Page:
11/17/2007

Eminent domain winners must pay $96,000



By Steve Kemme

A Hamilton County [OH] Court judge ruled Tuesday that the owners of one of the two remaining buildings on the proposed Rookwood Exchange site must repay the developer, Rookwood Partners, $96,062 but are entitled to receive compensation for any damages caused by the developer or Norwood.

In her written decision, Judge Beth Myers said the amount of money the developer or Norwood must pay will be determined after a court hearing concerning compensation. No date has been set for the hearing.

The $96,062 had been withdrawn from money Rookwood Partners had set aside to buy the property in order to pay the mortgage that Sanae Ichikawa-Burton and Matthew Burton owed on their building on the 10-acre site at Edwards and Edmondson roads in Norwood. The Burtons had converted a house into a math and reading learning center.

A court had previously established $500,000 as the purchase price for the Burtons' property.

The Burtons are one of three property owners who successfully challenged Norwood's use of eminent domain to take their properties in last year's landmark Ohio Supreme Court decision. Only two buildings remain standing on the site.

Earlier this year, Joy and Carl Gamble Jr., sold their house to Rookwood Partners, and it was demolished. The Burtons' building and Joe Horney's rental house remain on the site. Both have been vacant for more than two years.

"The court finds that, in order to carry out the Supreme Court ruling, the Burtons are entitled to be placed in the position they were prior to the taking," Myers' decision says.

Bert Gall, an attorney for the Institute for Justice, a Washington-based civil liberties law firm representing the Burtons, said he's pleased with the decision, even though the Burtons must repay the $96,062.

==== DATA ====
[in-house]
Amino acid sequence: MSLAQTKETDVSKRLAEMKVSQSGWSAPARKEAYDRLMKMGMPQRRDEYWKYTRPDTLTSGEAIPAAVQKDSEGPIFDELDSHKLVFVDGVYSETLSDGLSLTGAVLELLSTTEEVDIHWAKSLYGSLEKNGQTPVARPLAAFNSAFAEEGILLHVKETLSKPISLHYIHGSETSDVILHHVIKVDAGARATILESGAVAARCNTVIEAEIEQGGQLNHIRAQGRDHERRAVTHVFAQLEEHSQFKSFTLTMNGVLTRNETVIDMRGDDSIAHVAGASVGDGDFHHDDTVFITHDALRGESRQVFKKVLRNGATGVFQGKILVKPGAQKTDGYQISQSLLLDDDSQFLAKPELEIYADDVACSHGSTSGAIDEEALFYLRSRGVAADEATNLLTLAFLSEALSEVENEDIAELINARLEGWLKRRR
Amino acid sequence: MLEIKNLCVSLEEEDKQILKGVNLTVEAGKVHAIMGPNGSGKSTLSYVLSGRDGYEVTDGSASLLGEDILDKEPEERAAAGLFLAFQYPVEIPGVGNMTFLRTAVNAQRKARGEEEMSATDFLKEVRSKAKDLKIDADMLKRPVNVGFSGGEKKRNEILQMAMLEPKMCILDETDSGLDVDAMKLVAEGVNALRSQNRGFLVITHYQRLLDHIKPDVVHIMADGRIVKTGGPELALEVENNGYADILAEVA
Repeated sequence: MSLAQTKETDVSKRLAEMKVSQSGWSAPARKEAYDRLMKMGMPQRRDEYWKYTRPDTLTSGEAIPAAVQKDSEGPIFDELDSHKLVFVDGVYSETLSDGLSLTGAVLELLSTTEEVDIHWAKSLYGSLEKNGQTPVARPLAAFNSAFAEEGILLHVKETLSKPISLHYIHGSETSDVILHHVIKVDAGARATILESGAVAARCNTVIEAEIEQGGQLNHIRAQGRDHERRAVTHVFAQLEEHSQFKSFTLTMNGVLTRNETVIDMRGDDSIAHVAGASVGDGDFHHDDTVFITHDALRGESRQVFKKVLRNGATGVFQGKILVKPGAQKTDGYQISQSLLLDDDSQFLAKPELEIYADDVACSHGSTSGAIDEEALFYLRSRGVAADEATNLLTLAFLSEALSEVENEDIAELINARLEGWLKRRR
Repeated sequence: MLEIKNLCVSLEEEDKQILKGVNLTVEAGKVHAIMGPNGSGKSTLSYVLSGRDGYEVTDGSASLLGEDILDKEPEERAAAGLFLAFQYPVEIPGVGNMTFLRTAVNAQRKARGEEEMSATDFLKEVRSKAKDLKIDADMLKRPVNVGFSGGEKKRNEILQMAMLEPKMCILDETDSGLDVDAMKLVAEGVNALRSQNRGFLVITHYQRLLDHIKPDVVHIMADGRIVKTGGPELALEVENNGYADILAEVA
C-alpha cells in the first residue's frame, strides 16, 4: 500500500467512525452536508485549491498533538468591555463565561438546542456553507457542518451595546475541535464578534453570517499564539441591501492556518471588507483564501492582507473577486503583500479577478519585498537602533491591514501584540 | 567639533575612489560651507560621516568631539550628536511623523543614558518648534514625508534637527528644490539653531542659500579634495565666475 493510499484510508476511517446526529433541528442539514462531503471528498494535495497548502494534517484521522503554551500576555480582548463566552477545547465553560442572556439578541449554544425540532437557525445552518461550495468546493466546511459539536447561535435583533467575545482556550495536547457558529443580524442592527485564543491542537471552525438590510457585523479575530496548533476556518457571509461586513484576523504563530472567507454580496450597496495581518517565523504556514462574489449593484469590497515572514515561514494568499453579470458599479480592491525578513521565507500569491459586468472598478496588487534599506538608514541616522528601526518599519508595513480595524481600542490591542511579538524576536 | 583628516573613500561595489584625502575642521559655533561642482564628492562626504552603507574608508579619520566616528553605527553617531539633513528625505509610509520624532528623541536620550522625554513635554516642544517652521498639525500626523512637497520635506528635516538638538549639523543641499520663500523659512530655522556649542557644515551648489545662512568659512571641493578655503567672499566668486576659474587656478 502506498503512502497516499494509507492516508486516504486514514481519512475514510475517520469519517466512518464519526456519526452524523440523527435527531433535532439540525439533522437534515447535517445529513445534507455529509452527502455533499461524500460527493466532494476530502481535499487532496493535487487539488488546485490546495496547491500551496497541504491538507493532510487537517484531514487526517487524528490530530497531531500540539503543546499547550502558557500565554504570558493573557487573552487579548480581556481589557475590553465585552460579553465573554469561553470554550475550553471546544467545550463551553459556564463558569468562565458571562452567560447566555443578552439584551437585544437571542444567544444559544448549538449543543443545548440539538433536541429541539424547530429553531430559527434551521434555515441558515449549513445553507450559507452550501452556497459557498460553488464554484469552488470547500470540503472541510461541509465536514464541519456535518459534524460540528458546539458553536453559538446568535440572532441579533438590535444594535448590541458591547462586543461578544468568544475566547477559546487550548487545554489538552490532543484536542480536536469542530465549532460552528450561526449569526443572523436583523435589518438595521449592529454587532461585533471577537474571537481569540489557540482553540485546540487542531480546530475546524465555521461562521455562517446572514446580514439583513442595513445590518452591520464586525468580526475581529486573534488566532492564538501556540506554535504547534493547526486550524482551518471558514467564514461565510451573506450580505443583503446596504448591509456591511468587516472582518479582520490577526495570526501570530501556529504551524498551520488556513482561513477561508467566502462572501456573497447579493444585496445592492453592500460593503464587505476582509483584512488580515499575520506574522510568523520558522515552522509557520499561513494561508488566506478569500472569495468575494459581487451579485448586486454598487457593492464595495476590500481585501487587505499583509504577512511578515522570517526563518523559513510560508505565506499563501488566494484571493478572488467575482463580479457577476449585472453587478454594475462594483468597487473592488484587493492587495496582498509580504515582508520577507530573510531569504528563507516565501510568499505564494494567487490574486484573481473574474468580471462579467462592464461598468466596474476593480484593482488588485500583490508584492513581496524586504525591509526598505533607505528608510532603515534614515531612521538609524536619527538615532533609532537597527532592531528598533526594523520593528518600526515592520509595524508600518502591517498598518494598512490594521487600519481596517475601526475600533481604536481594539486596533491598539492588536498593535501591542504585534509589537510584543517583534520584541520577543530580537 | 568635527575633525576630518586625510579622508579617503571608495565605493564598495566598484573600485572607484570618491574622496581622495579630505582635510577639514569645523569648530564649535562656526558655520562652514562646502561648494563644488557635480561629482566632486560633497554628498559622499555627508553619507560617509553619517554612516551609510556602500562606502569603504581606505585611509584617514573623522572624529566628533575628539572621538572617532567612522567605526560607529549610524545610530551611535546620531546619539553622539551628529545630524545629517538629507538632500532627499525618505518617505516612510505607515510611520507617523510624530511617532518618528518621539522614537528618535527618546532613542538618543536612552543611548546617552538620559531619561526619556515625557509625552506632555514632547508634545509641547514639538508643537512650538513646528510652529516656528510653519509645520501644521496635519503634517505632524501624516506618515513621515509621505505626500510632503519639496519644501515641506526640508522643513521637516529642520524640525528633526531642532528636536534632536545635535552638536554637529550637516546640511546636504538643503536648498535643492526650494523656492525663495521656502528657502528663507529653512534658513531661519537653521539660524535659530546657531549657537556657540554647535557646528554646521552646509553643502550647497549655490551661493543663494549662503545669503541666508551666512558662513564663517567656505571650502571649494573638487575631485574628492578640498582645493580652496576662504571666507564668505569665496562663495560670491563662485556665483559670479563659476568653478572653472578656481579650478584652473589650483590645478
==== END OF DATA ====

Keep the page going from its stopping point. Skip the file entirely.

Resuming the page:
"She did rule that the city of Norwood and Rookwood Partners have to make the Burtons whole for the taking of their property," Gall said. "It's another big win for Ohio home and small-business owners."

But Tim Burke, attorney for Norwood, disagreed with Gall's interpretation.

He pointed out that Myers sided with Norwood and Rookwood Partners in the dispute over whether the Burtons had to repay the money that had been withdrawn for a mortgage payment and ordered a $96,062 lien placed on the property.

"There's no way the Burtons could get their property back and not repay the mortgage money," Burke said.

Gall said the Burtons will comply with the court and repay the $96,062 to Rookwood.

Burke said there's no guarantee that the Burtons will be awarded any money for damages to their property.

Myers said in her decision that she will determine "the amount, if any, to award the Burtons for the temporary taking (of their property)."

Burke said the Burtons should not be paid for damage they caused when removing fixtures and a water heater from the building or for failing to maintain the building after the Ohio Supreme Court returned it to them.




Cincinnati OH Enquirer: http://news.enquirer.com
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